Writers, your silence speaks volumes.
Remember when writers were cautioned not to express themselves politically?
Just a few years ago, articles would occasionally pop up advising writers not to post their political opinions on social media. Why, the authors of those articles gasped, you might lose readers!
Or, they admonished, writers were better served leaving our thoughts “to the experts.” Because, um, social media is the realm of experts.
Those articles were roundly, rightfully, criticized, and I haven’t seen any crop up since.
But, to be fair, social media isn’t necessarily a fair barometer of everyone’s political leanings or actions. Many writers I’ve spoken to are wary of how they’re represented in prose, regardless of format, and social media’s immediacy doesn’t allow for a studied approach or careful wording. Particularly if you’re a writer who takes an inordinate amount of time to craft a sentence.
I’ve seen this reserved approach fall most often to older writers who were writing prior to the advent of social media and still don’t quite grasp its importance and function.
When I was reared as a writer, in the pre-social-media days of the late 90s (nineteen-nineties, you assholes) and early 00s, the common sentiment was that a writer’s beliefs could be found in their work. If you wanted to know how a writer felt about a certain subject, don’t look to the writer, examine their writing.
And literary theories illuminated that notion. A feminist analysis of, say, John Updike’s work was markedly different than a Marxist interpretation…but both could prove revealing about an author’s intent and a work’s (both intended and unintended) impact.
This regard to deep examination was also notably helpful when excusing a (usually male) writer’s bad behavior. Don’t look at the writer, look at the writing was the mantra that provided bigotry and predatory actions a prevalent place in publishing for years. Abhorrent behavior was excused if a writer’s book displayed empathy, and the writer was usually given the gift of being labeled “complicated” or “misunderstood” or “Sherman Alexie.”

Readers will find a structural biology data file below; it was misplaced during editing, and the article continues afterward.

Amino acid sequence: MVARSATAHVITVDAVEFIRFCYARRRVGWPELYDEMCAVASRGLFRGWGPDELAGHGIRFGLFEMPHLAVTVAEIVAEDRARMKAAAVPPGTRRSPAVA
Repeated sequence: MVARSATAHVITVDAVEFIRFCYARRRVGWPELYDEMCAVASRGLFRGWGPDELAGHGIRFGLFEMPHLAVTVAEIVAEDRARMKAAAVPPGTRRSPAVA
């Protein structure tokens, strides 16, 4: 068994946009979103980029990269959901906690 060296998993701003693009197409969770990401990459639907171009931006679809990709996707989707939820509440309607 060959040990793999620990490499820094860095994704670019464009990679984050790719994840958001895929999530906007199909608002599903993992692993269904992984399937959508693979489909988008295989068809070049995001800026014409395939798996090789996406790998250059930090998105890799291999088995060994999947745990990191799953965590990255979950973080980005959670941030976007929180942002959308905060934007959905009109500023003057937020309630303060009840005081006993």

Our current era, both in social media and its constant fury, abandons that position. After all, we don’t need to do a deep dive into J.K. Rowling’s books to find out how she feels about human rights. She’ll, ugh, tell us.
Rather than their books, we can, increasingly, look to a writer’s own words and actions to understand their perspectives and the values they champion.
I go back and forth on that approach, especially in regard to social media. I both love and hate it, and my thoughts on it likely aren’t much different than yours. I find much of social media poisonous and depressive; at other times, it provides a lovely, shared experience.
There’s joy in writers posting good news, or friends showing pictures of their families or funny memes. I have a dutiful presence on every platform, even if I find faults with all of them.
For me — and this is obviously subjective — Facebook tends to be a place where, rather than civil discourse or information, people go to dig in their heels. Twitter, with its character limit, limits creativity.
For a writer, that’s deadly.
I don’t know who needs to hear this, but I was today years old when I realized that every writer’s posts on Twitter use the same humor and are entirely indistinguishable, if you want to know how my day is going.
And much of the content on social media, even the content I agree with, is negative or tinged in negativity. It makes me angry, and anger, even though it has its purpose, is emotionally exhausting and morally taxing.
So social media isn’t the answer for everyone.
But silence isn’t the right approach for anyone.
Simply put, as we near one of the most contentious elections in American history and the troubling signs of its aftermath, those who routinely express themselves in prose have a responsibility to do so with more fervor.
Whether that’s social media, whether that’s in essays, whether that’s at rallies or protests, writers need to find the right outlet and utilize it. Do it with caution and precision and self-regard, but do it.
Don’t accept the right to be anonymous, the right to be silent as atrocities happen around you. Don’t claim stances of “objectivity” and “unbiased” and “duty” — particularly when, as the country reels and your family and friends and neighbors suffer, that reserved stance is nothing but code for cowardice.
When the next tragedy comes, don’t respond with a lukewarm, pointless, gutless, “I have no words.”
Writers, you have words.
And it’s your job to use them.
E.A. Aymar’s next novel, They’re Gone, written under the pseudonym E.A. Barres, comes out in November.